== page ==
Seasonal Affective Disorder and Turning the Clock Back

Every year around this time I get a surge in traffic from people searching for information about turning the clock back. No, they aren’t looking for my blog (darn it!) but they are looking for information about when to change their clocks.

This year, the clocks “fall back” on November 5, 2018, which means that there will be less daylight. That’s a bummer for people who seem to really need lots of sunlight to function at 100%.  The seasonal affective disorder is a real thing.  It is often known as the winter blues or winter depression and affects millions of people.

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Seasonal Affective Disorder Symptoms and Treatment

What is Seasonal Affective Disorder?

Many people chalk up feeling blue in winter as simply a fact of cold weather and lack of sunshine. But 4 to 6 percent of people may have winter depression which is clinically referred to as Seasonal Affective Disorder (SAD).
Seasonal Affective Disorder and Turning the Clock Back

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Seasonal Affective Disorder is four times more common in women than in men. Although some children and teenagers suffer from Seasonal Affective Disorder, it usually doesn’t start in people younger than age 20. Your chance of getting SAD decreases as you get older.

Seasonal Affective Disorder is also more common the farther north you go. For example, it’s seven times more common in Washington State than in Florida. In most cases, seasonal affective disorder symptoms appear during late fall or early winter and go away during the sunnier days of spring and summer.

Symptoms may start out mild and become more severe as the season progresses.

Seasonal Affective Disorder and Turning the Clock Back

Seasonal Affective Disorder and Turning the Clock Back

What are the symptoms of SAD?  Here are a few things you may feel if you suffer from this disorder:

 Seasonal Affective Disorder Symptoms

  • Depression
  • Hopelessness
  • Anxiety
  • Loss of energy
  • Heavy, “leaden” feeling in the arms or legs
  • Social withdrawal
  • Oversleeping
  • Loss of interest in activities you once enjoyed
  • Appetite changes, especially a craving for foods high in carbohydrates
  • Weight gain
  • Difficulty concentrating

 Seasonal Affective Disorder and Turning the Clock Back

How is SAD treated?

Many people with symptoms of seasonal affective disorder will find that their symptoms respond to a very specific treatment called bright light therapy.

For people who are not severely depressed and are unable—or unwilling—to use antidepressant medications, light therapy may be the best initial treatment option says Dr. Hafeez, a New York State Licensed Neuropsychologist and School Psychologist.

Light therapy for Seasonal Affective Disorder

Light therapy consists of regular, daily exposure to a “light box,” which artificially simulates high-intensity sunlight. Practically, this means that a person will spend approximately 30 minutes sitting in front of this device shortly after they awaken in the morning.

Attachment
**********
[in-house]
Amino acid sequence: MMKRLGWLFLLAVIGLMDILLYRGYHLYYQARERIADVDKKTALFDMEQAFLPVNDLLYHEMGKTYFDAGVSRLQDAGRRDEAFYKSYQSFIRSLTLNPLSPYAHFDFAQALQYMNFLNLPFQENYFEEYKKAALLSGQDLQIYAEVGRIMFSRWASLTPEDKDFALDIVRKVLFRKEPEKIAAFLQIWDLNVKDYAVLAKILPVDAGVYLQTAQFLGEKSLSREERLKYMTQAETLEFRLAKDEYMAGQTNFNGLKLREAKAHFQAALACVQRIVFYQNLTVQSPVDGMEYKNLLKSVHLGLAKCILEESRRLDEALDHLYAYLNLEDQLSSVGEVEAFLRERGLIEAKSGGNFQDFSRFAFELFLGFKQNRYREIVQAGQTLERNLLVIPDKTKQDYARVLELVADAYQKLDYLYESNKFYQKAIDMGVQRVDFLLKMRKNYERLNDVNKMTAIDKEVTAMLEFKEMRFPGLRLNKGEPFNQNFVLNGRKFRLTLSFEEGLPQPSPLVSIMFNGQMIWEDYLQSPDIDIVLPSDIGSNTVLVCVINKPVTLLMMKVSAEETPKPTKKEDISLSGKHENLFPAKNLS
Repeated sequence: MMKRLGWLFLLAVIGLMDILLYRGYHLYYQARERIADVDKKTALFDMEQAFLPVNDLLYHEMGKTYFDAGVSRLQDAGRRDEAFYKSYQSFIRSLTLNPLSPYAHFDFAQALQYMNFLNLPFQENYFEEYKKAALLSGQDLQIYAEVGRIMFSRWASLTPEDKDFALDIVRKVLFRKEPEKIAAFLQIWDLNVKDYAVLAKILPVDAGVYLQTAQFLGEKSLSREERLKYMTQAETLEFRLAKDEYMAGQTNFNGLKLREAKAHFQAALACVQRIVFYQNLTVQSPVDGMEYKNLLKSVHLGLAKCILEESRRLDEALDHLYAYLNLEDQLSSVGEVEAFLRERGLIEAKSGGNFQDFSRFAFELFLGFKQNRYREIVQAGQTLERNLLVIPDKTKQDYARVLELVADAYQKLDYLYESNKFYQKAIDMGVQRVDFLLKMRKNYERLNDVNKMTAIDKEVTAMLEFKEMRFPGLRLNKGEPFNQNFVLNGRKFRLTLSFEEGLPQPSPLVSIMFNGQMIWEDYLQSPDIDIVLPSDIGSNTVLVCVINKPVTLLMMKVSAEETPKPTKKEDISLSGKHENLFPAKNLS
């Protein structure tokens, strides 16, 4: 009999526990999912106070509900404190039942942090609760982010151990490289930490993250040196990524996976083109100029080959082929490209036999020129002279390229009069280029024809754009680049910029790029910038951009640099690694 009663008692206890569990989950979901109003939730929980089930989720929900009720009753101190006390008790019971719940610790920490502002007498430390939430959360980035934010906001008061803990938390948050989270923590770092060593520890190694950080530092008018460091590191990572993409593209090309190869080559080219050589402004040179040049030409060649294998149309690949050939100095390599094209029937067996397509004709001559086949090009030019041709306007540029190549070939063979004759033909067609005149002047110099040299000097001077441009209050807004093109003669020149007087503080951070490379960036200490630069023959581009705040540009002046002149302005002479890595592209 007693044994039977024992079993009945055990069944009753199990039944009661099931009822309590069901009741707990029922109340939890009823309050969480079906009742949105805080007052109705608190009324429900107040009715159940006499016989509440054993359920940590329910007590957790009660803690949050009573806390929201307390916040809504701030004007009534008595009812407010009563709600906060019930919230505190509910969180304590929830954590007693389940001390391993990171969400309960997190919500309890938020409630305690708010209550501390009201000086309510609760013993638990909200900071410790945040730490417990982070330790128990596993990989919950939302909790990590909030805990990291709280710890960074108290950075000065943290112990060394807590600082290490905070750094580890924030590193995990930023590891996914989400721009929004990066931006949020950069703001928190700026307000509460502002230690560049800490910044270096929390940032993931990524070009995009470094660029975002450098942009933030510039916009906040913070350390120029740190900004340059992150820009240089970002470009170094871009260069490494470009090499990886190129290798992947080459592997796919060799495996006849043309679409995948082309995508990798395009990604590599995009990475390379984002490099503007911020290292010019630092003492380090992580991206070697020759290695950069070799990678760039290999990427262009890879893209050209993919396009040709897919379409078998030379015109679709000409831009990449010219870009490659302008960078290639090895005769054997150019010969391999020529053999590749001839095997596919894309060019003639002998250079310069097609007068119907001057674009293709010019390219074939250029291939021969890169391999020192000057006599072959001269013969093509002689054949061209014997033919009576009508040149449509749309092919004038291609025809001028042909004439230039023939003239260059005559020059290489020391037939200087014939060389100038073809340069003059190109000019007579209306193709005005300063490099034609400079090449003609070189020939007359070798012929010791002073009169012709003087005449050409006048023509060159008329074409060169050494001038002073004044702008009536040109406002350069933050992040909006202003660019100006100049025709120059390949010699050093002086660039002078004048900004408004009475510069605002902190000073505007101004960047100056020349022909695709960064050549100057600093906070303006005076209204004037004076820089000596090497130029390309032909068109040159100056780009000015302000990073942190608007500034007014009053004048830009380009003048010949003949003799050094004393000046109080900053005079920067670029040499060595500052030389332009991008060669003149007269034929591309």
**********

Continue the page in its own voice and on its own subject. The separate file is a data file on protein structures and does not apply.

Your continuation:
If patients do not improve, a second exposure of 20-30 minutes may be added in the early afternoon. Treatment usually continues from the time of year that a person’s symptoms begin, such as in fall, on a daily basis throughout the winter months.

Because light boxes are created to provide a specific type of light, they are expensive and may not be covered by insurance. Unfortunately, having lots of lamps in one’s house and spending extra time outside is not as effective as this more expensive treatment. 

You can try a small light therapy box at home and see if that helps. 

Other Mental Health Articles to Read

Studies have shown light therapy to be very effective when compared to placebo. It also seems to be just as effective as antidepressants in many cases of non-severe SAD.

Light therapy may also work faster than antidepressants for some people. Changes may begin within a few days of starting treatment. Of course, not everyone responds quite the same to light therapy. Some people may choose to treat their SAD with both light therapy and antidepressant medications.

Seasonal Affective Disorder Treatment Options from the Cleveland Clinic

Check out the video below for tips about seasonal affective disorder treatment options.

Of course, a healthy lifestyle, including regular exercise, a good diet, and a strong social network, is also likely to help you cope with seasonal affective disorder. Do you suffer from SAD?

8 thoughts on “Seasonal Affective Disorder and Turning the Clock Back”

    • I think too many people automatically assume they should take a pill for something that ails them. Sometimes, alternative treatments can work wonders!

  1. My husband struggles with SAD. We have been thinking about trying the light therapy with him. His doctor also suggested a vitamin D supplement. We are waiting for the vitamin d to kick in!

    • my doctor feels that vitamin D is one of the important ones that most people should take regularly! Good luck to him. I really hope the light therapy helps!

  2. I have a good friend that deals with this EVERY year as soon as it turns cold she gets really depressed. Thank you for helping to spread awareness and help for this very serious disorder.

  3. i have heard about this. i have noticed since i moved from Michigan to south Florida i am a lot more happier especially in the winter months. its something how the sunshine and can your moods. i used to get really sad when it rained to long or snowed. I think its the grey sky.


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